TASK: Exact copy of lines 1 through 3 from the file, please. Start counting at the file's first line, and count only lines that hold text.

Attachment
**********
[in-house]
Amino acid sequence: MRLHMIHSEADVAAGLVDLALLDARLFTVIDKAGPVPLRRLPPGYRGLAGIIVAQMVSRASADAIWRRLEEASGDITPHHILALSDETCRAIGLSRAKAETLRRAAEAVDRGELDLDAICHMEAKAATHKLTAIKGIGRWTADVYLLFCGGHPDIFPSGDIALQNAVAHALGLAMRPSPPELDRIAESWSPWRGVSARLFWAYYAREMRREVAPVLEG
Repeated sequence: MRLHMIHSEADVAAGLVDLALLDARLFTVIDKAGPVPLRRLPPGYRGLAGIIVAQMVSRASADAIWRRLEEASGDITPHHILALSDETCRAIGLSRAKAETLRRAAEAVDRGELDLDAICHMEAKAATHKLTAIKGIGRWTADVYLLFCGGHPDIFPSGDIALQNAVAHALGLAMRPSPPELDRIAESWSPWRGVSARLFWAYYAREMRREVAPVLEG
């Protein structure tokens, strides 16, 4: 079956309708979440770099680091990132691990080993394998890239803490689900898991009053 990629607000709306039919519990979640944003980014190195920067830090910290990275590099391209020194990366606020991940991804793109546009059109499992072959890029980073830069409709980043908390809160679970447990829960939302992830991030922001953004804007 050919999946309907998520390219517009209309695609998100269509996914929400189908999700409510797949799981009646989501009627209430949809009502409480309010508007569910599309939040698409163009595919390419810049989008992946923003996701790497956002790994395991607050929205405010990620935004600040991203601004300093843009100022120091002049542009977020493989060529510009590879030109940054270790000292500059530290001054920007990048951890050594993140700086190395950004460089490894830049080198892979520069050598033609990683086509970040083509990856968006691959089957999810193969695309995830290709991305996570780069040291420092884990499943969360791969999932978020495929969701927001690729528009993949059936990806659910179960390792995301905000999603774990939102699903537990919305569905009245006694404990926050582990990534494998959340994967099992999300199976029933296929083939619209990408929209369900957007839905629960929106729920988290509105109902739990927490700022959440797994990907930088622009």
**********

[in-house]
Amino acid sequence: MRLHMIHSEADVAAGLVDLALLDARLFTVIDKAGPVPLRRLPPGYRGLAGIIVAQMVSRASADAIWRRLEEASGDITPHHILALSDETCRAIGLSRAKAETLRRAAEAVDRGELDLDAICHMEAKAATHKLTAIKGIGRWTADVYLLFCGGHPDIFPSGDIALQNAVAHALGLAMRPSPPELDRIAESWSPWRGVSARLFWAYYAREMRREVAPVLEG
Repeated sequence: MRLHMIHSEADVAAGLVDLALLDARLFTVIDKAGPVPLRRLPPGYRGLAGIIVAQMVSRASADAIWRRLEEASGDITPHHILALSDETCRAIGLSRAKAETLRRAAEAVDRGELDLDAICHMEAKAATHKLTAIKGIGRWTADVYLLFCGGHPDIFPSGDIALQNAVAHALGLAMRPSPPELDRIAESWSPWRGVSARLFWAYYAREMRREVAPVLEG